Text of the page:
The strike zone in baseball is in some ways the only thing that matters.
For hitters, we’re only as good as the pitches we swing at. When we chase balls out of the zone, we lose. When we’re focused, present, and on time on pitches in the strike zone, we win.
How good we get at recognizing spin, speed, and location of balls in the strike zone dictates our quality of at-bats. To hit at a high level, we need strike zone awareness….
In other words, "what pitches will be above the knees and below the letters while crossing the plate?"
We may even need to be aware of the zone just off the plate.
Some umpires, well…they suck.
I can’t wait until they’re replaced behind the plate.
No offense umpires. I love ya, but it. Do better.
In this video, we're gonna talk about everything there is to know about the strike zone.
- The types of strike zones in baseball.
- Ted Williams's philosophy on the strike zone.
- The power of posting up.
- Looking away and adjusting in.
- Looking middle in and sitting dead red pull.
- The Power of Thinking "Gap to Gap"
Buckle up, let's get started.
Strike Zone Types In Baseball
One of the simplest ways to look at zones in the strike zone is in the form of 9 boxes.
Up in the zone, at the belt, and then at the knees.
Middle in, middle of the plate, middle away.
This gives you 9 zones for a hitter to visualize as possible strikes.
Anything out of the zone is a ball, anything in the zone is a strike.
A hitter’s #1 job is to swing at strikes.
More specifically, it’s to get a good pitch, a good pitch to handle.
Now - here’s where strategy and self-awareness come into play. The pitches you should be sitting on, attacking, and swinging at will be dependent on your role in the lineup, your strengths and weakness, the pitcher’s arsenal, meaning, what their out pitch is, what they pitch to start off an at-bat is, etc, and ultimately, the situation of the game.
All of these factors should dictate how aggressive or selective you are during an at-bat. I could make an hour-long video about pitch selection alone.
Ted Williams nailed it right on the head when he said hitting is about getting a good pitch to hit.
His 77 zone point of contact career batting average says many things but one of them is this - which part of the zone you make contact with matters.
More importantly, most of the damage you do on pitches will be on mistakes pitches left over the heart of the plate, and mistakes pitches left up in the zone.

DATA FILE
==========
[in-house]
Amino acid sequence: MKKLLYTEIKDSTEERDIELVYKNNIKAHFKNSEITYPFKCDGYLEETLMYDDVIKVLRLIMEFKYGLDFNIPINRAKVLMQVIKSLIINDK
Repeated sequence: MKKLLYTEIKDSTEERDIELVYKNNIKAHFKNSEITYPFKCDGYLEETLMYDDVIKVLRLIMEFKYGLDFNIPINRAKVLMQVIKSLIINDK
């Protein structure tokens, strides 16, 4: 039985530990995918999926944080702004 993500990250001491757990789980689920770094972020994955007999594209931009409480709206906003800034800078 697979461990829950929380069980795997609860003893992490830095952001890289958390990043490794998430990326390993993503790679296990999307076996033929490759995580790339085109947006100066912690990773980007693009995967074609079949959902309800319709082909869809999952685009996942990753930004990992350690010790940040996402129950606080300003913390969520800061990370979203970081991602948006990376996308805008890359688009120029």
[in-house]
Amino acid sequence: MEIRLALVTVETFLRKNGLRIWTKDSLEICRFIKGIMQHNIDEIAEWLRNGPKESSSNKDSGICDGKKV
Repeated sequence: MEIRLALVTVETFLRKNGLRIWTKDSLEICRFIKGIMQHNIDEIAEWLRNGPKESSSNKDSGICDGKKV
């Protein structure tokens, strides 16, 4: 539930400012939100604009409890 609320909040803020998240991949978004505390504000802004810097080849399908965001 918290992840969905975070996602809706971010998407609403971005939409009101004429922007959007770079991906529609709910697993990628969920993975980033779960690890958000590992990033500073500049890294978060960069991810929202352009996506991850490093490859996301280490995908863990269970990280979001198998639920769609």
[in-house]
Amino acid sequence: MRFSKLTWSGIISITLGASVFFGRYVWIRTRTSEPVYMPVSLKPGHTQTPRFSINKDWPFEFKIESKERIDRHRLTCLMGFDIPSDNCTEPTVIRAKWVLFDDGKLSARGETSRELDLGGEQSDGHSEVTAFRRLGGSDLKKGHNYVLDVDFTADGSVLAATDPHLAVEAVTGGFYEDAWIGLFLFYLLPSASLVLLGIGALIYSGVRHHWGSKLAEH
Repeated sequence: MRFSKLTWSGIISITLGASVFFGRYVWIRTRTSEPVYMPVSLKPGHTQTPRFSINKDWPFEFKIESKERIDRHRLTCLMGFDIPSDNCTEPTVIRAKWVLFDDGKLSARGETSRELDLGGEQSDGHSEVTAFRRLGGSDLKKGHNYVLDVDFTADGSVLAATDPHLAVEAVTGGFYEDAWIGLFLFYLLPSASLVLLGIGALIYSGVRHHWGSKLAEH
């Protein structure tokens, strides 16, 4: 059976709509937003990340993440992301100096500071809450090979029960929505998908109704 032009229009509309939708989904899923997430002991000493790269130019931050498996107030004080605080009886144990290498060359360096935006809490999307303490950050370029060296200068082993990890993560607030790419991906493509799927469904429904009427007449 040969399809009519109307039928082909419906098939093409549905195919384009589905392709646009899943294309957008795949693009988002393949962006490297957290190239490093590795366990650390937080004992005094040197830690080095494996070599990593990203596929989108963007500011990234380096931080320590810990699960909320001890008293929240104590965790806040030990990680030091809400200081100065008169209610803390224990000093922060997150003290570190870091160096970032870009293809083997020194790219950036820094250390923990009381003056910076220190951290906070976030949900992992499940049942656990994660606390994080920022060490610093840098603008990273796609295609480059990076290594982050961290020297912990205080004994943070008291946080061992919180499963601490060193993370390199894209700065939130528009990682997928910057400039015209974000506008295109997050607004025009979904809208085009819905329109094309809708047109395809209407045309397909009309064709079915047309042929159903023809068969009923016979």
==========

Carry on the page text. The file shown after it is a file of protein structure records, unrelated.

This brings me to my next point.
The Power of Posting Up
Some of the furthest balls you will ever hit will be the hanging breaking ball or chest-high fastball.
Ever since a pitcher is 8 years old they’re taught to keep the ball down. Why?
Because the pitch up in the zone is an easier pitch to hit.
Second, as hitters, if we’re aggressive on pitches up in the zone, we’re less likely to chase.
The curveball that starts at the waist will end up in the dirt at point of contact.
The curveball that starts at the chest will end up in your wheelhouse at point of contact.
When we visualize the zone, we want to think about the upper three parts of the zone, as well as the top part of the middle parts of the zone to attack pitches especially when we have count leverage.
1-0, 2-0, 3-1.
If it’s high let it fly, if it’s low…you know the rest.
Looking Away & Adjusting In.
Similar to looking up and then adjusting down, we can look middle away, and then adjust middle in.
Now, the key benefit to this type of strike zone approach is being on time.
Hitting is about timing. We have to start on time, to be on time, but we also have to have the ability to stay back when we need to let the ball travel in the zone or take the pitch the other way.
As hitters, we do this by looking for something on the outer half of the plate and then adjusting by sucking our hands in to get the middle in pitch.
Now here’s a key point - the more on time we are on the pitch middle away, the more susceptible we will be on the pitch middle in and vice versa.
This is why we have to be selectively aggressive, especially early in the count.
As our exit-velo increases, and our ability to drive the ball with more authority, we need to have a plan that allows us to leverage our tools and athletic ability.
The higher level you go, and the more advanced the pitching, the harder it is to have full 100% plate coverage.
Only the elite- of the elite hitters are able to drive a high-velocity fastball on the outside black while reacting to the high-velocity fastball on the inside black, and vice versa.
This is why a great base foundation can be found in the following.
The Gap to Gap Approach.
Instead of trying to achieve full plate coverage, we’re going to simplify things.
We’re going to look for a pitch over the heart of the plate.
Middle, slightly middle in, and slightly middle away. Anything outside this key whole, we’re taking.
We’re selectively aggressive and attacking anything in this zone and when we get it, we don’t miss.
I go into depth with explaining each and everyone one of the approaches in the Win The At-Bat course where you can see how to train and apply this with over a dozen hitting drills.
You can get access to it for free when you Join the applied vision baseball app and start training your pitch recognition, pitch selection, and timing for $1.
Hitters: The strike zone in baseball is yours to control.
The at-bat is yours to dictate.
When you learn how to master pitch selection and plate awareness, the game will slow down, and you’ll begin to trust your abilities.
All of a sudden, hitting becomes fun whether you’re 0-4 with four strikeouts or 4-4 with four doubles.
Learn it. Apply it. Be and stay a student of the game.
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